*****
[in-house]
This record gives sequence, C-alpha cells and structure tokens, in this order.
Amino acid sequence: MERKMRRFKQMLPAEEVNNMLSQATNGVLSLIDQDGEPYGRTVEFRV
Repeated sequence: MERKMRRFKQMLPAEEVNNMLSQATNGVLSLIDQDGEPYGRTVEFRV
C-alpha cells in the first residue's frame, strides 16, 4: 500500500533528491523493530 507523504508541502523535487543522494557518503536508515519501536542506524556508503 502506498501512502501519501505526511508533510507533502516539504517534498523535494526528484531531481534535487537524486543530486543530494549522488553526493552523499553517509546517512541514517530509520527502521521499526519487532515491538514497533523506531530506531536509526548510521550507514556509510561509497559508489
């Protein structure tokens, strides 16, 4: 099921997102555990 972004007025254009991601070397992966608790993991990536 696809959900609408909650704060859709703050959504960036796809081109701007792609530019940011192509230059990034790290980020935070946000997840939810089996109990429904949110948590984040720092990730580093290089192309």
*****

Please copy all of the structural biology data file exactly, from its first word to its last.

[in-house]
This record gives sequence, C-alpha cells and structure tokens, in this order.
Amino acid sequence: MERKMRRFKQMLPAEEVNNMLSQATNGVLSLIDQDGEPYGRTVEFRV
Repeated sequence: MERKMRRFKQMLPAEEVNNMLSQATNGVLSLIDQDGEPYGRTVEFRV
C-alpha cells in the first residue's frame, strides 16, 4: 500500500533528491523493530 507523504508541502523535487543522494557518503536508515519501536542506524556508503 502506498501512502501519501505526511508533510507533502516539504517534498523535494526528484531531481534535487537524486543530486543530494549522488553526493552523499553517509546517512541514517530509520527502521521499526519487532515491538514497533523506531530506531536509526548510521550507514556509510561509497559508489
């Protein structure tokens, strides 16, 4: 099921997102555990 972004007025254009991601070397992966608790993991990536 696809959900609408909650704060859709703050959504960036796809081109701007792609530019940011192509230059990034790290980020935070946000997840939810089996109990429904949110948590984040720092990730580093290089192309």